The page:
fact is the democrats, including Obama, Biden, and Hillary were all against raising the debt limit when a republican was in the oval office.

There's a big difference between voting against a necessary measure you know is going to pass without your support as a symbolic protest and voting against a necessary measure because you think it's unnecessary.
posted by Knappster at 1:43 PM on September 4, 2011 [41 favorites]


fact is the democrats, including Obama, Biden, and Hillary were all against raising the debt limit when a republican was in the oval office.

I'd be curious for some context for that fact. Were they refusing to raise the debt limit as an obstructonist tactic because it makes goverment look ineffective, allowing them to promote themselves in government because their politics are, superficially, anti-government.

It's fine to make parallels, however inexact, but they benefit from context. I don't think they benefit from being held up to support an argument pf absolute equivalency, because they have done things that superficially resemble each other.
posted by Bunny Ultramod at 1:46 PM on September 4, 2011 [18 favorites]


What I found most interesting -- and disturbing -- about this article is that he thinks the party will survive its takeover by the theocratic nut jobs because even though they're insane and the plutocrats aren't, the two groups actually do agree on enough policy to continue to work together.
posted by localroger at 1:47 PM on September 4, 2011 [4 favorites]


Who the hell cares. The Republicans are full of shit, and nothing the full-of-shit Democrats do will change that fact.

Wow, dude, you've figured it all out. Oh, check it, it's a Simpsons marathon!
posted by kittens for breakfast at 1:49 PM on September 4, 2011 [4 favorites]


2manyusernames: "were all against raising the debt limit"

Say that's true. Look also at how they went about being against something. Did they vote and against it? Speak against it? Or lose all sense of community-mindedness and make up horrendous lies intended to frighten their constituents into believing it was the end of the world and anyone who wasn't with them was Satan himself?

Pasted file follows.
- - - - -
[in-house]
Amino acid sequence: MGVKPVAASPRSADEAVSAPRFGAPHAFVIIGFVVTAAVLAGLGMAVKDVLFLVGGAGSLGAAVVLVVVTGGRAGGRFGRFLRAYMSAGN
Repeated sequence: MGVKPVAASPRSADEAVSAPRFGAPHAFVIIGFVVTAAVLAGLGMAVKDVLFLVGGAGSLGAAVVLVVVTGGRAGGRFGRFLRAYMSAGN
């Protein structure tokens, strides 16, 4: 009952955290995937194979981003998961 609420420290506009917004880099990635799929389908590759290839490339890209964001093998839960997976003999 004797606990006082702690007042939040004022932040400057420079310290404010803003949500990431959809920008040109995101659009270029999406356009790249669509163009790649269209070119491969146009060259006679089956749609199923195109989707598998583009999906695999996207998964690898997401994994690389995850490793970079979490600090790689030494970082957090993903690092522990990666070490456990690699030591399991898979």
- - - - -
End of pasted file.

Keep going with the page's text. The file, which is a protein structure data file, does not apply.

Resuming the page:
posted by theredpen at 1:50 PM on September 4, 2011 [8 favorites]


I have a feeling that Perry is going to be nominee and the GOP doesn't take a single state that wasn't in the confederacy.

Seriously?
I'll take that bet. I can guarantee you that Indiana (non-confederacy state, despite appearances) will go for whatever the GOP nominates. It inexplicably went for Obama in '08, but has veered hard, hard right since then.
posted by Thorzdad at 1:51 PM on September 4, 2011 [2 favorites]


I have a feeling that Perry is going to be nominee and the GOP doesn't take a single state that wasn't in the confederacy.

Former Boehner Staffer Suggests Rick Perry Would Be Happier With the Confederate Constitution
posted by homunculus at 1:52 PM on September 4, 2011 [4 favorites]


It's not just that the GOP has bad ideas; both parties have plenty. It's that the GOP has the worst ideas, and the most people passionately committed to them. On the war, the economy, the environment, and the budget, heath care, the GOP has become committed to whack-a-doodle. It's not for lack of opportunities where they could have helped. But at this point, as far as I've been able to tell, the worst idea the Democrats are passionately committed to is conflict avoidance.
posted by wobh at 1:54 PM on September 4, 2011 [16 favorites]


"The fact that we are here today to debate raising America’s debt limit is a sign of leadership failure. It is a sign that the U.S. Government can’t pay its own bills. It is a sign that we now depend on ongoing financial assistance from foreign countries to finance our Government’s reckless fiscal policies." - Sen. Barack Obama, Congressional Record, S.2237-8, 2006

"Meet the new boss/Same as the old boss". - The Who, "Won't Get Fooled Again," 1976